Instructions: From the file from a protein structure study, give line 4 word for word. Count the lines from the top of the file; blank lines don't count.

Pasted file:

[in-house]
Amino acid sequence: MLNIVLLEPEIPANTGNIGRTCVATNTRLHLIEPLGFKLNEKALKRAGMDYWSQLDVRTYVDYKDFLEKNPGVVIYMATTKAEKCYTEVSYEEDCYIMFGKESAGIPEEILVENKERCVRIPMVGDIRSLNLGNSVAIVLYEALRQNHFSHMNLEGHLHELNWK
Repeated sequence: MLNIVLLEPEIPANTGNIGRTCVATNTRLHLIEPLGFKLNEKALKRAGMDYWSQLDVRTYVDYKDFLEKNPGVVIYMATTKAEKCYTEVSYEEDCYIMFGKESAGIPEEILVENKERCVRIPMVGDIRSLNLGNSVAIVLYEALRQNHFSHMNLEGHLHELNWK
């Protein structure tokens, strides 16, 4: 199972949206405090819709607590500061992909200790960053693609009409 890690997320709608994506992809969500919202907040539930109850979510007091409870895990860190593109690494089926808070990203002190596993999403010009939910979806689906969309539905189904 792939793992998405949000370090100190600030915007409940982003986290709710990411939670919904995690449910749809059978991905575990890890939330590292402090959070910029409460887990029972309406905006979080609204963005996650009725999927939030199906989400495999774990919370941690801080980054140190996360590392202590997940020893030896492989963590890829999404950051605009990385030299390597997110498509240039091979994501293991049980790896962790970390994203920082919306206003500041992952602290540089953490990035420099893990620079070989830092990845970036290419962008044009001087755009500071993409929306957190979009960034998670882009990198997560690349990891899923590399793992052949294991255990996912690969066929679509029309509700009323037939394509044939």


């Protein structure tokens, strides 16, 4: 199972949206405090819709607590500061992909200790960053693609009409 890690997320709608994506992809969500919202907040539930109850979510007091409870895990860190593109690494089926808070990203002190596993999403010009939910979806689906969309539905189904 792939793992998405949000370090100190600030915007409940982003986290709710990411939670919904995690449910749809059978991905575990890890939330590292402090959070910029409460887990029972309406905006979080609204963005996650009725999927939030199906989400495999774990919370941690801080980054140190996360590392202590997940020893030896492989963590890829999404950051605009990385030299390597997110498509240039091979994501293991049980790896962790970390994203920082919306206003500041992952602290540089953490990035420099893990620079070989830092990845970036290419962008044009001087755009500071993409929306957190979009960034998670882009990198997560690349990891899923590399793992052949294991255990996912690969066929679509029309509700009323037939394509044939």